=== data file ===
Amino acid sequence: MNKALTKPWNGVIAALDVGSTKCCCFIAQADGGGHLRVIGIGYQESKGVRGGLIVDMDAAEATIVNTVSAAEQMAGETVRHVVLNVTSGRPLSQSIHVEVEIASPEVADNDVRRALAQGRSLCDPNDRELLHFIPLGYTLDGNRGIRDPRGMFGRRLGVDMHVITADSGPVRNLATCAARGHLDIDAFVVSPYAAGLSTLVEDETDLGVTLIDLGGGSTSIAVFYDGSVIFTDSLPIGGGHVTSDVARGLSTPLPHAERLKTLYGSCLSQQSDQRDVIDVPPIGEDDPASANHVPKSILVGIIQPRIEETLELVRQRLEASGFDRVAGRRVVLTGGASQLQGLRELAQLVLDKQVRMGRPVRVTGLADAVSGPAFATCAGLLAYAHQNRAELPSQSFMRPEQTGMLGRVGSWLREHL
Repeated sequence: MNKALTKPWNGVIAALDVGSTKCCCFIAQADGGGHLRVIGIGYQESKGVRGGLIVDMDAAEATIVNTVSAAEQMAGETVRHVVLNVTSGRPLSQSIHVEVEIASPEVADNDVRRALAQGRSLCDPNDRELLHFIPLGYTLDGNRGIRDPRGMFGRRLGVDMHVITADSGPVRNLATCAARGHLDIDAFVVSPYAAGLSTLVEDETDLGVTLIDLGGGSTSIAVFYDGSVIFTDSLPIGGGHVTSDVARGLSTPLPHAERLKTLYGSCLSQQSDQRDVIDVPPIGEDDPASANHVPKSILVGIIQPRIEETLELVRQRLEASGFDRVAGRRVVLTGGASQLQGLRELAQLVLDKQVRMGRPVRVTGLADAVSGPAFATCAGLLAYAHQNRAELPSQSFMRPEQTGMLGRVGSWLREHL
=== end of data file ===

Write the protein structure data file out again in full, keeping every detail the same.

Amino acid sequence: MNKALTKPWNGVIAALDVGSTKCCCFIAQADGGGHLRVIGIGYQESKGVRGGLIVDMDAAEATIVNTVSAAEQMAGETVRHVVLNVTSGRPLSQSIHVEVEIASPEVADNDVRRALAQGRSLCDPNDRELLHFIPLGYTLDGNRGIRDPRGMFGRRLGVDMHVITADSGPVRNLATCAARGHLDIDAFVVSPYAAGLSTLVEDETDLGVTLIDLGGGSTSIAVFYDGSVIFTDSLPIGGGHVTSDVARGLSTPLPHAERLKTLYGSCLSQQSDQRDVIDVPPIGEDDPASANHVPKSILVGIIQPRIEETLELVRQRLEASGFDRVAGRRVVLTGGASQLQGLRELAQLVLDKQVRMGRPVRVTGLADAVSGPAFATCAGLLAYAHQNRAELPSQSFMRPEQTGMLGRVGSWLREHL
Repeated sequence: MNKALTKPWNGVIAALDVGSTKCCCFIAQADGGGHLRVIGIGYQESKGVRGGLIVDMDAAEATIVNTVSAAEQMAGETVRHVVLNVTSGRPLSQSIHVEVEIASPEVADNDVRRALAQGRSLCDPNDRELLHFIPLGYTLDGNRGIRDPRGMFGRRLGVDMHVITADSGPVRNLATCAARGHLDIDAFVVSPYAAGLSTLVEDETDLGVTLIDLGGGSTSIAVFYDGSVIFTDSLPIGGGHVTSDVARGLSTPLPHAERLKTLYGSCLSQQSDQRDVIDVPPIGEDDPASANHVPKSILVGIIQPRIEETLELVRQRLEASGFDRVAGRRVVLTGGASQLQGLRELAQLVLDKQVRMGRPVRVTGLADAVSGPAFATCAGLLAYAHQNRAELPSQSFMRPEQTGMLGRVGSWLREHL